How to Maintain your Cardiovascular Health to Prevent Both Heart Attack and Stroke
February is Heart Month. But did you know that maintaining your overall cardiovascular health prevents both heart attack and stroke? UConn Today sat down with Neurologist Dr. Gracia Mui, co-director of the Stroke Program at UConn Health, to learn just what we can do daily to lower both our overall heart disease and stroke risk factors.
S.O.S. to Women: Make Time to Care for Your Heart
February is Heart Month. Dr. Supriya Tigadi of Calhoun Cardiology Center is heightening awareness to all women that cardiovascular disease is their number one cause of death. She is sending the strong message that prevention of heart disease is critical and to start focusing on it at a young age. Read her top 8 women’s heart health tips.
Mom-To-Be Extra Thankful After Worry-Free Heart Procedure at UConn Health
Mom-to-be Semeda Amegashie and her family are especially thankful this year, because of a minimally invasive heart procedure she had at UConn Health.
Thankful Heart Surgery Patient Knows the Power of a Checkup
This Thanksgiving Jeremy Wiseman shares his powerful personal story about how a simple checkup with his primary care doctor helped saved his life, along with successful heart surgery at UConn Health. As a result, he continues to live life to the fullest with his family, and is able to enjoy his love of exploring the great outdoors.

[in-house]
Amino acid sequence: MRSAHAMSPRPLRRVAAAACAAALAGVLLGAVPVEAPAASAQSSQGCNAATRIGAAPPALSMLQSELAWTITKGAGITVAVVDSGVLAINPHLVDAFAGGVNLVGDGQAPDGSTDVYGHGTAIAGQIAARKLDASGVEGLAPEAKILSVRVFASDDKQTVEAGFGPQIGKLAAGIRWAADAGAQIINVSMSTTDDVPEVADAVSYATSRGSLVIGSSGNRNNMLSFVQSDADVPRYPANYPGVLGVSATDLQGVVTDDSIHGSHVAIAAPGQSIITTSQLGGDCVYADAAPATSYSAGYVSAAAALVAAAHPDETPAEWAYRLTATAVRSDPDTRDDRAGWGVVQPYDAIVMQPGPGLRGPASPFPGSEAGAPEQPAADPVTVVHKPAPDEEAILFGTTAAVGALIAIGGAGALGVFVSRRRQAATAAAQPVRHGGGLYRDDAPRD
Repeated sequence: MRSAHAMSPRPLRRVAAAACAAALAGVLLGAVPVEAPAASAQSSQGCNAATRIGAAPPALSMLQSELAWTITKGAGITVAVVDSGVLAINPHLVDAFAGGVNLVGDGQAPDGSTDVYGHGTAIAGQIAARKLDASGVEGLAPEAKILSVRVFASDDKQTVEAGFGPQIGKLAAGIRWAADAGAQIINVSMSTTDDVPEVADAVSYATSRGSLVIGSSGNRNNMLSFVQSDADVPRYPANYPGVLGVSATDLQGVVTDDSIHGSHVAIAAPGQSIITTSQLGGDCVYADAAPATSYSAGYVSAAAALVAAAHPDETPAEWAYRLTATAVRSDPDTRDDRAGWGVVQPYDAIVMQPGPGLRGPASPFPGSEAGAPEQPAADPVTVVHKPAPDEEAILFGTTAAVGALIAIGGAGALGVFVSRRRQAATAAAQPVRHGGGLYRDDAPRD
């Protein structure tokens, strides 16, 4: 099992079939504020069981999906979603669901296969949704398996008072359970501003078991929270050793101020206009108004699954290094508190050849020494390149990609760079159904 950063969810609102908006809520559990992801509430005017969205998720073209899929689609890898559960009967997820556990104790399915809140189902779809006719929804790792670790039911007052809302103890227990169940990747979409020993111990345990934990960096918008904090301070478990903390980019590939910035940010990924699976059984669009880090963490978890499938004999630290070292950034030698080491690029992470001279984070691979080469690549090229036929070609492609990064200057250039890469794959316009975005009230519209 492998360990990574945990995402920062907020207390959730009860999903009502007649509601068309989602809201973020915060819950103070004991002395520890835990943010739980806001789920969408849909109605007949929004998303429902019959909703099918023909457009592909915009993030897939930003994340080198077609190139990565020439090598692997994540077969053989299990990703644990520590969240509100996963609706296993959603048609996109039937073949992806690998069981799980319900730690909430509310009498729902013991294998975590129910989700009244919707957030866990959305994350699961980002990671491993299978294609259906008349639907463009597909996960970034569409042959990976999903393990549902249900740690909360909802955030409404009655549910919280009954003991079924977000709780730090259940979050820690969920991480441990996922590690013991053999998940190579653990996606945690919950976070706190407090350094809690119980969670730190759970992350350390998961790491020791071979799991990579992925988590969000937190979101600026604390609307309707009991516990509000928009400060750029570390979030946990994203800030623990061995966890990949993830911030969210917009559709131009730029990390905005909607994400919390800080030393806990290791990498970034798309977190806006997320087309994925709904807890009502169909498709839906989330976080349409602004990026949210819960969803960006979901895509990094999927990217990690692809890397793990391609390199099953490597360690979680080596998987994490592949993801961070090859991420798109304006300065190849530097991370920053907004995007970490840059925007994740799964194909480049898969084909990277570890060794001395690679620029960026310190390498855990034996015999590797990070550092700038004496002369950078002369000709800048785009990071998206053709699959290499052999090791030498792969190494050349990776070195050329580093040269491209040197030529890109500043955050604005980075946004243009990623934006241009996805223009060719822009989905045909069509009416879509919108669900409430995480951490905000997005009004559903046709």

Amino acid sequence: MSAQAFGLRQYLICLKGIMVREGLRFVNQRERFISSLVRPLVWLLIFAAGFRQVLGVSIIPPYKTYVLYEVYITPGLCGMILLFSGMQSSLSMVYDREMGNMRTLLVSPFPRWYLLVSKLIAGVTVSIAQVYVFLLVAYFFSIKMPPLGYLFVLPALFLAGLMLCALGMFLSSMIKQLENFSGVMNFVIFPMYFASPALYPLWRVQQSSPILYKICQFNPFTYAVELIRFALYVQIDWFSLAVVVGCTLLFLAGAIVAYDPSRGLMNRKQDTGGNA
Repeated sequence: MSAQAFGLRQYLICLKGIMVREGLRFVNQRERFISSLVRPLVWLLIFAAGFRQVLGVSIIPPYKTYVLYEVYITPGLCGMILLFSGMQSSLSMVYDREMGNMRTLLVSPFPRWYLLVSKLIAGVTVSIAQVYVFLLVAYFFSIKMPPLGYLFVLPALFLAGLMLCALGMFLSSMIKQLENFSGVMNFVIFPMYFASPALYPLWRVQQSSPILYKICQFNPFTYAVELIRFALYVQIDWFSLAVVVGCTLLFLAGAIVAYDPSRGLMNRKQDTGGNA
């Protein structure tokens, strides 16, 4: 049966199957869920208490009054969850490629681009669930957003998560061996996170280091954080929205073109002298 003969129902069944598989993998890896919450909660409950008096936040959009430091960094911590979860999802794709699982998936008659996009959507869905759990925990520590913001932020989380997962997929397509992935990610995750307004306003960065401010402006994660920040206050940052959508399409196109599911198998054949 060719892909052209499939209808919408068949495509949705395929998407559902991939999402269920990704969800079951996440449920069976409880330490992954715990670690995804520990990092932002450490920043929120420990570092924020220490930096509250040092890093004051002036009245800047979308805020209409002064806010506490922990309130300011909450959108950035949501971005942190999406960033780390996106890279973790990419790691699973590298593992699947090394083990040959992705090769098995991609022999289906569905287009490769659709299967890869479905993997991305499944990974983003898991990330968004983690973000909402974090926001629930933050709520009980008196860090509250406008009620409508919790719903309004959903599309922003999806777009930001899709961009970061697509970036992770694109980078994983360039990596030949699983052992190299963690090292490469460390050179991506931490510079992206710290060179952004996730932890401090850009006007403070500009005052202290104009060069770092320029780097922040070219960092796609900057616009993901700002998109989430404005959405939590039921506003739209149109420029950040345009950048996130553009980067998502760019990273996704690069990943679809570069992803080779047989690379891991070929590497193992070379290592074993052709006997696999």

Hypertension Study Offers Promise for Brain Function in Elderly
Because maintaining lower blood pressure reduced the amount of brain lesions, it can be expected that over a longer period this would show benefits in mobility and cognitive function, said Dr. William White of UConn Health.
Major Cardiovascular Study of Gout Patients Has Unexpected Finding
Findings released today show that the drug febuxostat increased the risk of death for those with heart disease, compared with the alternate drug allopurinol.
Bacterial Fats, Not Dietary Ones, May Deserve Blame for Heart Disease
A new study by UConn scientists suggests that the fatty molecules linked to heart disease may come not only from what you eat, but from the bacteria in your mouth. The research may explain why gum disease is associated with heart trouble.
Walking Tall: Patient Finds Relief From Leg Blockages at UConn Health
50 year-old Eliseo Bonilla has experienced symptoms of deep vein thrombosis since he was 16. Thanks to treatment at UConn Health, he is now getting back to walking and exercising.
Three Things to Avoid to Keep Heart Disease at Bay
'You can’t go wrong by substituting saturated fats and sugar products with more fruits, vegetables, whole grains, and fewer calories.' – UConn Health cardiologist Dr. Aseem Vashist.